Slow Food Co-option May 7, 2009Posted by Ian Duckles in Ethics, Food and Drink, politics.
I was watching television the other night (Lost, the only show I actually watch when it airs), and I was struck by a number of the ads. In particular, I was struck by the obviousness of a particular advertising strategy that I have begun to notice with more frequency lately (I assume this tactic is as old as advertising, I have just been paying more attention). This is the co-option by large corporations of the imagery and rhetoric of various grass-roots movements in an attempt to defuse and defang the legitimate concerns being articulated by these groups. We have seen this in the last few years with the co-option of the “green” movement. When even Wal-Mart is airing ads touting their environmental credentials, you know something fishy is going on. The ads in question that really struck me and motivated me to write this post were targeted at an off-shoot of the environmental movement: the Slow Food Movement.
I am a huge proponent of the Slow Food Movement. For those who are unfamiliar with the concept, Slow Food began in Italy in the mid-80’s, initially as a protest against the opening of a McDonald’s in Rome. The founders were concerned that the globalization of food was destroying the centuries-old local cuisine of Italy. It is primarily a philosophy of food and food policy that emphasizes eating seasonal, whole (generally unprocessed or minimally processed) foods that are grown and produced locally. Naturally, it has an emphasis on consuming food grown by local farmers, rather than relying on large agribusiness that imports food from around the globe. Connected to this is an emphasis on seasonal eating, i.e. eating foods that are grown in your area when they are in season, rather than importing foods that are out of season in your area from all around the world. In addition to being an environmentally responsible conception of food and food production, it is a really fun and satisfying way to eat. We are fortunate here in San Diego in that we have a large number of restaurants that adopt elements of this philosophy in the creation of their menus. One of my local favorites is Sea Rocket Bistro in South Park. There are many others as well.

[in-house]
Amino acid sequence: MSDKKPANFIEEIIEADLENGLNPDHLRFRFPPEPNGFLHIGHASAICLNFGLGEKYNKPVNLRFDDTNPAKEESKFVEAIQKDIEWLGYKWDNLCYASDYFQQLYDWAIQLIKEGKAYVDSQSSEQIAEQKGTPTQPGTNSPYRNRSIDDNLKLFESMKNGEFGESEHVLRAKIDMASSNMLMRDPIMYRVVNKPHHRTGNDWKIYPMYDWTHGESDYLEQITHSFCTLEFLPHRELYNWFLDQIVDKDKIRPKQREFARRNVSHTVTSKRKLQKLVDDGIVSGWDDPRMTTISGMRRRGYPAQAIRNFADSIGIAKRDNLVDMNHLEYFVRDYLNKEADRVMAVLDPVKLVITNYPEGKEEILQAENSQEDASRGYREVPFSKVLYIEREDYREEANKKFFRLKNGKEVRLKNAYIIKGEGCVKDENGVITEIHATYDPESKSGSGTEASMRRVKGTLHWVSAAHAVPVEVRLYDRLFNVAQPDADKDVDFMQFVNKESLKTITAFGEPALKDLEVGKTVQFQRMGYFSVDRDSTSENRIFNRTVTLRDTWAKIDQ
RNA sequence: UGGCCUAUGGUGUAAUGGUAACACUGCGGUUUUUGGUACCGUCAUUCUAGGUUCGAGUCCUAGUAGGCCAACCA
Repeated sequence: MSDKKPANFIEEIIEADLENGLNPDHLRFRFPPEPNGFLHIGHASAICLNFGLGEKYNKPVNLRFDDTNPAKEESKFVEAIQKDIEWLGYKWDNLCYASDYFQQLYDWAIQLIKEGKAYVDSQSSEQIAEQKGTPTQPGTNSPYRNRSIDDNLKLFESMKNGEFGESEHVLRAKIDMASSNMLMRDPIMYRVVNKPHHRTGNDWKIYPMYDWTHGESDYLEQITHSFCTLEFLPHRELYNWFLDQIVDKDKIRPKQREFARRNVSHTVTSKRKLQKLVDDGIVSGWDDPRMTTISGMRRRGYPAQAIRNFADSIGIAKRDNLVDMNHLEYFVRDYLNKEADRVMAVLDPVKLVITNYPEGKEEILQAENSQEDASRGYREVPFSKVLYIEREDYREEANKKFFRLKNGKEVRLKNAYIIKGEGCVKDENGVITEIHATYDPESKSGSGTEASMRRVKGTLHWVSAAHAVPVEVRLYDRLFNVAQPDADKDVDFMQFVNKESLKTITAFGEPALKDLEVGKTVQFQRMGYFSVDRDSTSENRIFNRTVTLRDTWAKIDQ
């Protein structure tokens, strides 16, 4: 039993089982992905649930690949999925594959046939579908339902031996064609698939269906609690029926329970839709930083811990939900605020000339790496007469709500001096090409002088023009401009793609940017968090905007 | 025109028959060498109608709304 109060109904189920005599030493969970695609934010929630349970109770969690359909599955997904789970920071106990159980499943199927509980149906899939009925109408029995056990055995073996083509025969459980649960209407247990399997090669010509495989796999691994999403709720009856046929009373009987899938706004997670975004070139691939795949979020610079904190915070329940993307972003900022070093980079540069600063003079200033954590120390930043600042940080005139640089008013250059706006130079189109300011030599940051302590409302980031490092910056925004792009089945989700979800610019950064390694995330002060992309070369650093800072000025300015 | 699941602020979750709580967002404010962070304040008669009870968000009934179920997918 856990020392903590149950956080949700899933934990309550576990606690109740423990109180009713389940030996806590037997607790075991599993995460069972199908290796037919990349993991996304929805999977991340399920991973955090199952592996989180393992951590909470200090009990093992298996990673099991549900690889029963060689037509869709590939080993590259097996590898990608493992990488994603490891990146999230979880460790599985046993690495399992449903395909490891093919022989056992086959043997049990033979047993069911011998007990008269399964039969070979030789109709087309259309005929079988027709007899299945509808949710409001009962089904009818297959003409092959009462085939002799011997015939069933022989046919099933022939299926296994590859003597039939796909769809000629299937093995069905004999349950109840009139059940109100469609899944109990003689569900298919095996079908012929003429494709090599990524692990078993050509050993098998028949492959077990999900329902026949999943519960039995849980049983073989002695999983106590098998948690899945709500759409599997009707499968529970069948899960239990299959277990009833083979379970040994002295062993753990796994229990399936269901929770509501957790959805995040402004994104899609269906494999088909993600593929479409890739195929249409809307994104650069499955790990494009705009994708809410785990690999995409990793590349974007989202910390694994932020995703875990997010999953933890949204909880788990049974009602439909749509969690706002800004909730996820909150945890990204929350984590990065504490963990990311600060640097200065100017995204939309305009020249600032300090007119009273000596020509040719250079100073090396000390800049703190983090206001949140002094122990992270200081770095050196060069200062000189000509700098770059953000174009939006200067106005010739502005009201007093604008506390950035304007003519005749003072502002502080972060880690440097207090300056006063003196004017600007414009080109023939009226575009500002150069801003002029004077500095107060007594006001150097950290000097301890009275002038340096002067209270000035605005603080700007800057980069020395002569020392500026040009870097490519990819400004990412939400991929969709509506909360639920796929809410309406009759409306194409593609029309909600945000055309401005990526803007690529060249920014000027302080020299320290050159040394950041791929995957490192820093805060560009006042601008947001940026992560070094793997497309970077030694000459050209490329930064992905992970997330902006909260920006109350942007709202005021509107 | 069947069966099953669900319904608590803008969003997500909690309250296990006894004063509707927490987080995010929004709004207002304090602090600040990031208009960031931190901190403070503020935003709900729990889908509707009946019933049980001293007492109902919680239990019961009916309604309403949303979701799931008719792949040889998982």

As the movement gains traction and support in the US (the first National Slow Food Festival took in San Francisco last Memorial Day), it is quite fascinating, and also a little disturbing, to see how the rhetoric and imagery of this movement is being co-opted by large corporations whose business philosophy is antithetical to the principles of the slow food movement. This is not so different with what happened to “organic” food, but in many cases the direct co-option is both more obvious and more insidious at the same time.
As an illustration of my point, check out this new product being offered by Pepsi
I particularly like the image of the beautiful flowers growing out of the top of the can, suggesting perhaps that Pepsi serves as an ideal planting medium for your favorite plants. Beyond this, the idea of replacing high-fructose corn syrup, a highly refined product that requires an advanced chemistry lab to produce, with “natural” sugar (not exactly sure what natural means, that is one of those words one finds in ad copy that sounds important but which is actually completely meaningless), is very much in keeping with the general ideals of the slow food movement. However, the fact that Pepsi is a mass produced, highly-refined product filled with various chemicals whose names I cannot pronounce that has no support from the local food shed, makes nonsense of these claims of naturalness.
I am also fond of this clever McDonald’s ad campaign co-opting similar imagery. Notice all the pretty pictures of fresh vegetables glistening with the morning dew and bursting with flavor. All the images are designed to create associations in the viewer’s mind between freshness and whole, unprocessed foods when, of course, the reality of McDonald’s is exactly the opposite.
What seems to happen here (and this is, of course, nothing new) is that an important movement comes into being and gains prominence. At the very moment when it appears that followers of the movement might be able to bring about actual change, large corporations step in and co-opt the imagery and rhetoric of the movement. This is extremely frustrating and upsetting for those of us committed to the ideals of these movements, but, as a critical thinking instructor, it ensures I will have no shortage of case studies to use in my courses.